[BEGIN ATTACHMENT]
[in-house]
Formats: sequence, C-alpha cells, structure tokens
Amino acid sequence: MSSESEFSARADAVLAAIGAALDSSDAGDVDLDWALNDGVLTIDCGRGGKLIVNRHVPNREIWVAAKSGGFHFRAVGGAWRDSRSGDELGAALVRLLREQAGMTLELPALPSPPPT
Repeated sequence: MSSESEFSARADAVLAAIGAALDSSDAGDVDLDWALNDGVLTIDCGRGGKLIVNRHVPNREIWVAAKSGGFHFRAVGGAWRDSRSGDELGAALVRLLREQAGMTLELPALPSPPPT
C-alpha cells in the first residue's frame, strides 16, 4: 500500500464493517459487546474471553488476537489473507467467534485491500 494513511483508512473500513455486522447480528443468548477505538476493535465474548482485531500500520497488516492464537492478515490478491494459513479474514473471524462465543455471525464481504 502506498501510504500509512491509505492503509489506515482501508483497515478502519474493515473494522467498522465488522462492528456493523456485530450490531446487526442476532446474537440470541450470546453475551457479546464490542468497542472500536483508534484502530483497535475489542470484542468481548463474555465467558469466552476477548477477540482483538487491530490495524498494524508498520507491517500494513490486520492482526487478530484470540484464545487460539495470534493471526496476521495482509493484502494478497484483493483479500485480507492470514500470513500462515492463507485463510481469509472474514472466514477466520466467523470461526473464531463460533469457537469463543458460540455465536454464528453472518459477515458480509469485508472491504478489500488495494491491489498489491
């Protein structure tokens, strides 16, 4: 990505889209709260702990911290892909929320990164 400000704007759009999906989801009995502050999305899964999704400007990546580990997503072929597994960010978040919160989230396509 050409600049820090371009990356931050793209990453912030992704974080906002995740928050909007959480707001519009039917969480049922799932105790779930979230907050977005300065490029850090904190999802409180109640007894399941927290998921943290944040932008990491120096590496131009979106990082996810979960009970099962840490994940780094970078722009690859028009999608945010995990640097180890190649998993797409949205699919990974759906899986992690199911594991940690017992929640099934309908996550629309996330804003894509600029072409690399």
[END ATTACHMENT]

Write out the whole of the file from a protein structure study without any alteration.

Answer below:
[in-house]
Formats: sequence, C-alpha cells, structure tokens
Amino acid sequence: MSSESEFSARADAVLAAIGAALDSSDAGDVDLDWALNDGVLTIDCGRGGKLIVNRHVPNREIWVAAKSGGFHFRAVGGAWRDSRSGDELGAALVRLLREQAGMTLELPALPSPPPT
Repeated sequence: MSSESEFSARADAVLAAIGAALDSSDAGDVDLDWALNDGVLTIDCGRGGKLIVNRHVPNREIWVAAKSGGFHFRAVGGAWRDSRSGDELGAALVRLLREQAGMTLELPALPSPPPT
C-alpha cells in the first residue's frame, strides 16, 4: 500500500464493517459487546474471553488476537489473507467467534485491500 494513511483508512473500513455486522447480528443468548477505538476493535465474548482485531500500520497488516492464537492478515490478491494459513479474514473471524462465543455471525464481504 502506498501510504500509512491509505492503509489506515482501508483497515478502519474493515473494522467498522465488522462492528456493523456485530450490531446487526442476532446474537440470541450470546453475551457479546464490542468497542472500536483508534484502530483497535475489542470484542468481548463474555465467558469466552476477548477477540482483538487491530490495524498494524508498520507491517500494513490486520492482526487478530484470540484464545487460539495470534493471526496476521495482509493484502494478497484483493483479500485480507492470514500470513500462515492463507485463510481469509472474514472466514477466520466467523470461526473464531463460533469457537469463543458460540455465536454464528453472518459477515458480509469485508472491504478489500488495494491491489498489491
């Protein structure tokens, strides 16, 4: 990505889209709260702990911290892909929320990164 400000704007759009999906989801009995502050999305899964999704400007990546580990997503072929597994960010978040919160989230396509 050409600049820090371009990356931050793209990453912030992704974080906002995740928050909007959480707001519009039917969480049922799932105790779930979230907050977005300065490029850090904190999802409180109640007894399941927290998921943290944040932008990491120096590496131009979106990082996810979960009970099962840490994940780094970078722009690859028009999608945010995990640097180890190649998993797409949205699919990974759906899986992690199911594991940690017992929640099934309908996550629309996330804003894509600029072409690399």